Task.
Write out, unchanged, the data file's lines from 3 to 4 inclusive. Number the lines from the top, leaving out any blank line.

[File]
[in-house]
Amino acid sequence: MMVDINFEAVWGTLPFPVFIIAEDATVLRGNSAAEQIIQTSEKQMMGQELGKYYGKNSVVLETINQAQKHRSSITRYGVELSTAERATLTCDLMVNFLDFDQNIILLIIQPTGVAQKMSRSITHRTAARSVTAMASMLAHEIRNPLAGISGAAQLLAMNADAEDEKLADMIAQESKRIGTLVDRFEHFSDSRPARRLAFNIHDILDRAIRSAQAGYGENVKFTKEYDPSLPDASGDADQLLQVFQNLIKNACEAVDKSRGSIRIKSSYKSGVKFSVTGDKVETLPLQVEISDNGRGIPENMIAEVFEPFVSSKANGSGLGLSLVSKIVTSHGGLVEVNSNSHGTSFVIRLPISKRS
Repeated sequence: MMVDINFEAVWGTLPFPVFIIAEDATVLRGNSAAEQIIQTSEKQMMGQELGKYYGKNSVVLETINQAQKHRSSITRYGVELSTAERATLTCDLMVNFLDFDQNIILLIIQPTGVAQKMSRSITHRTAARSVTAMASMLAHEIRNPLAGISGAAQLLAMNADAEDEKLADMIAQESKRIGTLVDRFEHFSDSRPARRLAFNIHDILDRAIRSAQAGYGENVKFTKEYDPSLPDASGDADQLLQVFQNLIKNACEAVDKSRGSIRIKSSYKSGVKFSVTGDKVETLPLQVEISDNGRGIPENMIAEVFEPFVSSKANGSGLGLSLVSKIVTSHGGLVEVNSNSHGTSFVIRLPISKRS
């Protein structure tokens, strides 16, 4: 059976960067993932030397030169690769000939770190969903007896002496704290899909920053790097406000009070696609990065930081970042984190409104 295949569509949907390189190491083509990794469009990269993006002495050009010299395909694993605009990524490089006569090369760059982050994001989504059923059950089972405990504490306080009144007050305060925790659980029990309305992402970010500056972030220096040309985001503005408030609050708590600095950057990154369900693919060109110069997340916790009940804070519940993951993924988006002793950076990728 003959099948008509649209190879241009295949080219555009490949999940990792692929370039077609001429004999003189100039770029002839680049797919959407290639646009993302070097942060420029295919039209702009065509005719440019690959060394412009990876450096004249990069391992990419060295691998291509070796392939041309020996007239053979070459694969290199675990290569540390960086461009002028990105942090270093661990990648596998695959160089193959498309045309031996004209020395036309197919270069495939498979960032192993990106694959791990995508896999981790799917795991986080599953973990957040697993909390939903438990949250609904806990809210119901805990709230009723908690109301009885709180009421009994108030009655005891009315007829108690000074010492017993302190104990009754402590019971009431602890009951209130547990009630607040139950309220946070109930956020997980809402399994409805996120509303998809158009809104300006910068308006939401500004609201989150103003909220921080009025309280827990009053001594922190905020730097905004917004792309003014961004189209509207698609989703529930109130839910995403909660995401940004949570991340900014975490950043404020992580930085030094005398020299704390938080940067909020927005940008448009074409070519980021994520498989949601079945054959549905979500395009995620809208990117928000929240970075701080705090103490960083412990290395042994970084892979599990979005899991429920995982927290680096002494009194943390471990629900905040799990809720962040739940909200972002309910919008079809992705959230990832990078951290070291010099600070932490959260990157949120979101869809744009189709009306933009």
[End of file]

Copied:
Repeated sequence: MMVDINFEAVWGTLPFPVFIIAEDATVLRGNSAAEQIIQTSEKQMMGQELGKYYGKNSVVLETINQAQKHRSSITRYGVELSTAERATLTCDLMVNFLDFDQNIILLIIQPTGVAQKMSRSITHRTAARSVTAMASMLAHEIRNPLAGISGAAQLLAMNADAEDEKLADMIAQESKRIGTLVDRFEHFSDSRPARRLAFNIHDILDRAIRSAQAGYGENVKFTKEYDPSLPDASGDADQLLQVFQNLIKNACEAVDKSRGSIRIKSSYKSGVKFSVTGDKVETLPLQVEISDNGRGIPENMIAEVFEPFVSSKANGSGLGLSLVSKIVTSHGGLVEVNSNSHGTSFVIRLPISKRS
């Protein structure tokens, strides 16, 4: 059976960067993932030397030169690769000939770190969903007896002496704290899909920053790097406000009070696609990065930081970042984190409104 295949569509949907390189190491083509990794469009990269993006002495050009010299395909694993605009990524490089006569090369760059982050994001989504059923059950089972405990504490306080009144007050305060925790659980029990309305992402970010500056972030220096040309985001503005408030609050708590600095950057990154369900693919060109110069997340916790009940804070519940993951993924988006002793950076990728 003959099948008509649209190879241009295949080219555009490949999940990792692929370039077609001429004999003189100039770029002839680049797919959407290639646009993302070097942060420029295919039209702009065509005719440019690959060394412009990876450096004249990069391992990419060295691998291509070796392939041309020996007239053979070459694969290199675990290569540390960086461009002028990105942090270093661990990648596998695959160089193959498309045309031996004209020395036309197919270069495939498979960032192993990106694959791990995508896999981790799917795991986080599953973990957040697993909390939903438990949250609904806990809210119901805990709230009723908690109301009885709180009421009994108030009655005891009315007829108690000074010492017993302190104990009754402590019971009431602890009951209130547990009630607040139950309220946070109930956020997980809402399994409805996120509303998809158009809104300006910068308006939401500004609201989150103003909220921080009025309280827990009053001594922190905020730097905004917004792309003014961004189209509207698609989703529930109130839910995403909660995401940004949570991340900014975490950043404020992580930085030094005398020299704390938080940067909020927005940008448009074409070519980021994520498989949601079945054959549905979500395009995620809208990117928000929240970075701080705090103490960083412990290395042994970084892979599990979005899991429920995982927290680096002494009194943390471990629900905040799990809720962040739940909200972002309910919008079809992705959230990832990078951290070291010099600070932490959260990157949120979101869809744009189709009306933009």